Competitors line up for adult weapons at the Naperville Challenge.
By Stacy Strunk
Hosted by Sharkey’s Karate Studio, the Sixth Annual Naperville Challenge convened April 7, 2013 at the Y Sports Complex in Naperville, IL. This is the second year that The Challenge has been held at this location and promoters chose well.
If you haven’t attended a Challenge since it was held at the Lincoln Junior High School’s gym, the newer venue would be a real treat. Whereas the middle-school location was filled to capacity, encouraging claustrophobia and PTSD-induced flashbacks of dogeball games, the new location is both spacious and bright. Natural sunlight pours through windows around the entire east side of building, much to the delight of the karate parents grabbing video of their kids.
In fact, the building is so spacious, it appears to be dimensionally transcendental. And by that, I mean the inside of the building was much larger than you’d think by its parking lot. (That was a Dr. Who reference. If you didn’t get it, it just means you spend more time in the dojo than on FaceBook or watching BBC America.)
A true regional tournament, this AAA rated AKA tournament mostly draws from the Greater Chicago area, Indiana and Wisconsin. This particular tournament, however, may have had a slightly larger pooling area because it was also a regional qualifying tournament for the 2013 World Karate Council USA Nationals. The blackbelts who brought home trophies, also brought home invitations to the national tournament in June.
But many familiar faces were missing from the tournament, too. Jeremy Talbott, a fixture in the blackbelt 40-49 division was noticeably missing; especially since he was at the tournament, but officiating rather than competing. (Perhaps, we should give him a pass this time since his school was hosting the event.) His absence cleared the way for David Odle to take home first place trophies in both creative/traditional weapons and traditional forms.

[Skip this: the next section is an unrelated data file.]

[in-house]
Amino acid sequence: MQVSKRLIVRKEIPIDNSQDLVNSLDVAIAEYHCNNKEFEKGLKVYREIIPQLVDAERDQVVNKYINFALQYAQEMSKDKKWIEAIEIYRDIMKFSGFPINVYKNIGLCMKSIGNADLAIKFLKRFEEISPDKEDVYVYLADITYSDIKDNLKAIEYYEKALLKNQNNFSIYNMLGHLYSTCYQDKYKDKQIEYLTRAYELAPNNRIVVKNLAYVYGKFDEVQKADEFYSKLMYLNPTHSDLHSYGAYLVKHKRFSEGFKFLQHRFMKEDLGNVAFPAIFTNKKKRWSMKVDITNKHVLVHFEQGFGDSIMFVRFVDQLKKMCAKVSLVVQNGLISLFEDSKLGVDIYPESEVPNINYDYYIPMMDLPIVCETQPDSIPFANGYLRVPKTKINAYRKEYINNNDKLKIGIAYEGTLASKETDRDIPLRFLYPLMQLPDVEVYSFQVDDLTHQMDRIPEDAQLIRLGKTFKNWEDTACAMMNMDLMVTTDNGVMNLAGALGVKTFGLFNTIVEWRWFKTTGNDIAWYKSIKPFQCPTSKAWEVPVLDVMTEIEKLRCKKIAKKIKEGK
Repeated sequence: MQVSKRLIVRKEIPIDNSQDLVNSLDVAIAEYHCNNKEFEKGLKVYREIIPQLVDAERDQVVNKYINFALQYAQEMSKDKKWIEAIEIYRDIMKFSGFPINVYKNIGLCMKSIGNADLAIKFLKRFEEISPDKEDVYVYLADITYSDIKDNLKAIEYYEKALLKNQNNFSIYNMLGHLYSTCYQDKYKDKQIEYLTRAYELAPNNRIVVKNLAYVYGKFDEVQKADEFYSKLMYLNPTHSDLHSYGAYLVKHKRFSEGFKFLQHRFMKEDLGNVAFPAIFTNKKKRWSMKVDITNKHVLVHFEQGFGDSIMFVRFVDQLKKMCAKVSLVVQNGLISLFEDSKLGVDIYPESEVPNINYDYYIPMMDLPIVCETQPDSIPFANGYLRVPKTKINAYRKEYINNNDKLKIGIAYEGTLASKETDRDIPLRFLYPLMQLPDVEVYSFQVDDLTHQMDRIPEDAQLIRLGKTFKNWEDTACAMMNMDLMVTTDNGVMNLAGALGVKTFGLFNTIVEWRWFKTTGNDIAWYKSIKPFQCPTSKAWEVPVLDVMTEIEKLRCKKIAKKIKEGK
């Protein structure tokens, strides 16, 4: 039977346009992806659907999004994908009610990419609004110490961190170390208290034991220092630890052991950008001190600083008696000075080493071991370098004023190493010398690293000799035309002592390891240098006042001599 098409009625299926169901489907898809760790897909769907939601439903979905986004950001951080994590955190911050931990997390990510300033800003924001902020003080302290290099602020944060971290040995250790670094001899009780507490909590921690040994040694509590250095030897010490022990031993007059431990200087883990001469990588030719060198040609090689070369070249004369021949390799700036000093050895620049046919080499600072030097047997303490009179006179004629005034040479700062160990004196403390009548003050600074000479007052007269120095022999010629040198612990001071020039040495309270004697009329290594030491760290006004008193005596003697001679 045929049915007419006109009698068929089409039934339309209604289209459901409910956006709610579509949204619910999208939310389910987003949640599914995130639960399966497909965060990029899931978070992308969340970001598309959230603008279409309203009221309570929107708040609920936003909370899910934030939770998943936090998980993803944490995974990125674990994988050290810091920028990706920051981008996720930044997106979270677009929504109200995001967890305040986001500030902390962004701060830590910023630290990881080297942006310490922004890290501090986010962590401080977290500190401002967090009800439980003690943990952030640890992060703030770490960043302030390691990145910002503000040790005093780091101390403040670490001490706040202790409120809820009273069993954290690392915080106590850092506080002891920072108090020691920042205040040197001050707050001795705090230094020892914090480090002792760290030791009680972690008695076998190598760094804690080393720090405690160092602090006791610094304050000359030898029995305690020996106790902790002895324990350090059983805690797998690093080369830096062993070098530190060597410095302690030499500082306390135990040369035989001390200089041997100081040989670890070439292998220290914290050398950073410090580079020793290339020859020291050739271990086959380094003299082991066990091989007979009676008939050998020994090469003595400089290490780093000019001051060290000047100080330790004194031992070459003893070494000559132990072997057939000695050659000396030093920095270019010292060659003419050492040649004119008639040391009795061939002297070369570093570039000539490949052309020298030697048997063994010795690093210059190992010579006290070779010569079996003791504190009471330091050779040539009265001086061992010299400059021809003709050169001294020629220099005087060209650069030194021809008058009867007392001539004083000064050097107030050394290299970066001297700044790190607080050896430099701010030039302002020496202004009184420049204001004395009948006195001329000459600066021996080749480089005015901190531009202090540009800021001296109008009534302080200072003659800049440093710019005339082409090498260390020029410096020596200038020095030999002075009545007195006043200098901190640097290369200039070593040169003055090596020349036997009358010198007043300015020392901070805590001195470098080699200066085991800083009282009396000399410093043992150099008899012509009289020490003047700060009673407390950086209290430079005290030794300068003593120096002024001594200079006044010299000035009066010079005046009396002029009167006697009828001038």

The adult blackbelt division was particularly exhausting for the older groups. All adult black belt divisions met in the same ring, in order of age. So the largest group, 18-29, would do their weapons kata, while the 30-39, 40-49 and 50+ competitors (which made up a total of six additional competitors) waited. Then, the youngsters competed in forms, while the older groups waited again. So, the older competitors either practiced their kata or felt their joints growing stiff during the wait.
There were new faces, too. Corey Holzman-Crass made the trip from Wisconsin to snag first place in the traditional weapons category in the 18-29 division. In a division where bo kata are a dime a dozen, his kata can only be described as “daaaaamn.”
Traditional forms, in general, were standout events for the 18-29 group. Payton Foley, completely shut out her competition, pulling two perfect 10s and three 9.99s from her judges. She also received the largest cheers from the spectators, which is rare for traditional forms. It’s usually the creative and extreme kata that gets all the love.
If you have time in your competition schedule, next year, try to fit this regional tournament. There’s a good group of competitors who attend. The facilities are awesome and there’s still plenty of room to grow at this location.